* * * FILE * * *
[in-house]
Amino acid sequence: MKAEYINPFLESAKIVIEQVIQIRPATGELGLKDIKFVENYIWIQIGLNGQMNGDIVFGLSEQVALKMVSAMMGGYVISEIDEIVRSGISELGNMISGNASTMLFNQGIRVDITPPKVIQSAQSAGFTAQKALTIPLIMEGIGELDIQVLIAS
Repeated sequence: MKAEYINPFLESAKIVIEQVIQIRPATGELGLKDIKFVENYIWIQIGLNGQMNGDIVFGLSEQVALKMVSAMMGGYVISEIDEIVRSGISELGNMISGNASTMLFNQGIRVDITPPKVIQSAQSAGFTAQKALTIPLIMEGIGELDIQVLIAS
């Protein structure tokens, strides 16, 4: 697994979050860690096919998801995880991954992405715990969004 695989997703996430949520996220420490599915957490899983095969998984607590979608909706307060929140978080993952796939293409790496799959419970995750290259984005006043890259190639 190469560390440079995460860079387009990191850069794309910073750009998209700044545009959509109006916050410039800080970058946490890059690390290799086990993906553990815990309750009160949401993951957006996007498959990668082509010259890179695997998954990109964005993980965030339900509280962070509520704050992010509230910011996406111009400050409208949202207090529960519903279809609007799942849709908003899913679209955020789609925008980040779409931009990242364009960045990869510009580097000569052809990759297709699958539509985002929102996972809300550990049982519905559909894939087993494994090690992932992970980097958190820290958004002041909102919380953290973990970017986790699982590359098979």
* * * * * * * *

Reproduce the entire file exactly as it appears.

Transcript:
[in-house]
Amino acid sequence: MKAEYINPFLESAKIVIEQVIQIRPATGELGLKDIKFVENYIWIQIGLNGQMNGDIVFGLSEQVALKMVSAMMGGYVISEIDEIVRSGISELGNMISGNASTMLFNQGIRVDITPPKVIQSAQSAGFTAQKALTIPLIMEGIGELDIQVLIAS
Repeated sequence: MKAEYINPFLESAKIVIEQVIQIRPATGELGLKDIKFVENYIWIQIGLNGQMNGDIVFGLSEQVALKMVSAMMGGYVISEIDEIVRSGISELGNMISGNASTMLFNQGIRVDITPPKVIQSAQSAGFTAQKALTIPLIMEGIGELDIQVLIAS
């Protein structure tokens, strides 16, 4: 697994979050860690096919998801995880991954992405715990969004 695989997703996430949520996220420490599915957490899983095969998984607590979608909706307060929140978080993952796939293409790496799959419970995750290259984005006043890259190639 190469560390440079995460860079387009990191850069794309910073750009998209700044545009959509109006916050410039800080970058946490890059690390290799086990993906553990815990309750009160949401993951957006996007498959990668082509010259890179695997998954990109964005993980965030339900509280962070509520704050992010509230910011996406111009400050409208949202207090529960519903279809609007799942849709908003899913679209955020789609925008980040779409931009990242364009960045990869510009580097000569052809990759297709699958539509985002929102996972809300550990049982519905559909894939087993494994090690992932992970980097958190820290958004002041909102919380953290973990970017986790699982590359098979």